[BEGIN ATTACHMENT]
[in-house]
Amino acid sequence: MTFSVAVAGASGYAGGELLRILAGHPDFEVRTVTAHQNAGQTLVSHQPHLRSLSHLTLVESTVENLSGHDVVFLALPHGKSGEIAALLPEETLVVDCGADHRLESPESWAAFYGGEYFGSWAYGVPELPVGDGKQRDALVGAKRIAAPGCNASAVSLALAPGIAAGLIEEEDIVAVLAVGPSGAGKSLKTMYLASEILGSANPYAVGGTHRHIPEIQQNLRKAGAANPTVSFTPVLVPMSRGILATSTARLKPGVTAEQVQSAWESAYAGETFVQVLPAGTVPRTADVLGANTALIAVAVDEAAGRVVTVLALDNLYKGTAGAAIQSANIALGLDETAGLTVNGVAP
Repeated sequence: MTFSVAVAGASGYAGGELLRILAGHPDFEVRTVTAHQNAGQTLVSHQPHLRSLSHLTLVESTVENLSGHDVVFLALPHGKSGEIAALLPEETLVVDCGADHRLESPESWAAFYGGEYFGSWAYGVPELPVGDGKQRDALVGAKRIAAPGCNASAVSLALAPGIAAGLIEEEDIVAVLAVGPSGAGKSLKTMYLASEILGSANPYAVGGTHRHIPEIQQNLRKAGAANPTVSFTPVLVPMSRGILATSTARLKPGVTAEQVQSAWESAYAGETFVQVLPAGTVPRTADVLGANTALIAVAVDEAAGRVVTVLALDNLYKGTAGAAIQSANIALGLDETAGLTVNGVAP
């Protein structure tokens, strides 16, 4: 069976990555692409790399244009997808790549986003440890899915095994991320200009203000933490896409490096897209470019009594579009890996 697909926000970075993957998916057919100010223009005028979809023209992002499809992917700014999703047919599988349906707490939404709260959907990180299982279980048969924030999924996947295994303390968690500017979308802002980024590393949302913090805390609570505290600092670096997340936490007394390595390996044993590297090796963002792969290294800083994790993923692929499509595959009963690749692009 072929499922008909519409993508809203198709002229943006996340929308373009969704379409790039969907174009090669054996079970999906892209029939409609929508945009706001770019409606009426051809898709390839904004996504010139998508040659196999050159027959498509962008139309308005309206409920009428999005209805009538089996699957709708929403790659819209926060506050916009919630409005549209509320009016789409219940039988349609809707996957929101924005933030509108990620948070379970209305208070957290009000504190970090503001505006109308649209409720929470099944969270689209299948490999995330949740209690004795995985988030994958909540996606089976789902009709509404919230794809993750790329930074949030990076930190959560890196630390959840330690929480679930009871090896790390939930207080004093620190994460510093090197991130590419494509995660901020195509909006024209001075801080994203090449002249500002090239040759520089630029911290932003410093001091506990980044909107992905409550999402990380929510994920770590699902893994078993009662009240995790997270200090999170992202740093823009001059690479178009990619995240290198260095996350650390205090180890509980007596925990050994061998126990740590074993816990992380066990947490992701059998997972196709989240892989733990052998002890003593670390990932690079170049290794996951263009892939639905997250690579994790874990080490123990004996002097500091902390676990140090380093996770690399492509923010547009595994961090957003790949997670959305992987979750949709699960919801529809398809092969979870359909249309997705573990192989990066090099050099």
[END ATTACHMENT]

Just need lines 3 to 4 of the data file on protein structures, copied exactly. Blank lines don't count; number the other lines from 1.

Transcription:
Repeated sequence: MTFSVAVAGASGYAGGELLRILAGHPDFEVRTVTAHQNAGQTLVSHQPHLRSLSHLTLVESTVENLSGHDVVFLALPHGKSGEIAALLPEETLVVDCGADHRLESPESWAAFYGGEYFGSWAYGVPELPVGDGKQRDALVGAKRIAAPGCNASAVSLALAPGIAAGLIEEEDIVAVLAVGPSGAGKSLKTMYLASEILGSANPYAVGGTHRHIPEIQQNLRKAGAANPTVSFTPVLVPMSRGILATSTARLKPGVTAEQVQSAWESAYAGETFVQVLPAGTVPRTADVLGANTALIAVAVDEAAGRVVTVLALDNLYKGTAGAAIQSANIALGLDETAGLTVNGVAP
């Protein structure tokens, strides 16, 4: 069976990555692409790399244009997808790549986003440890899915095994991320200009203000933490896409490096897209470019009594579009890996 697909926000970075993957998916057919100010223009005028979809023209992002499809992917700014999703047919599988349906707490939404709260959907990180299982279980048969924030999924996947295994303390968690500017979308802002980024590393949302913090805390609570505290600092670096997340936490007394390595390996044993590297090796963002792969290294800083994790993923692929499509595959009963690749692009 072929499922008909519409993508809203198709002229943006996340929308373009969704379409790039969907174009090669054996079970999906892209029939409609929508945009706001770019409606009426051809898709390839904004996504010139998508040659196999050159027959498509962008139309308005309206409920009428999005209805009538089996699957709708929403790659819209926060506050916009919630409005549209509320009016789409219940039988349609809707996957929101924005933030509108990620948070379970209305208070957290009000504190970090503001505006109308649209409720929470099944969270689209299948490999995330949740209690004795995985988030994958909540996606089976789902009709509404919230794809993750790329930074949030990076930190959560890196630390959840330690929480679930009871090896790390939930207080004093620190994460510093090197991130590419494509995660901020195509909006024209001075801080994203090449002249500002090239040759520089630029911290932003410093001091506990980044909107992905409550999402990380929510994920770590699902893994078993009662009240995790997270200090999170992202740093823009001059690479178009990619995240290198260095996350650390205090180890509980007596925990050994061998126990740590074993816990992380066990947490992701059998997972196709989240892989733990052998002890003593670390990932690079170049290794996951263009892939639905997250690579994790874990080490123990004996002097500091902390676990140090380093996770690399492509923010547009595994961090957003790949997670959305992987979750949709699960919801529809398809092969979870359909249309997705573990192989990066090099050099």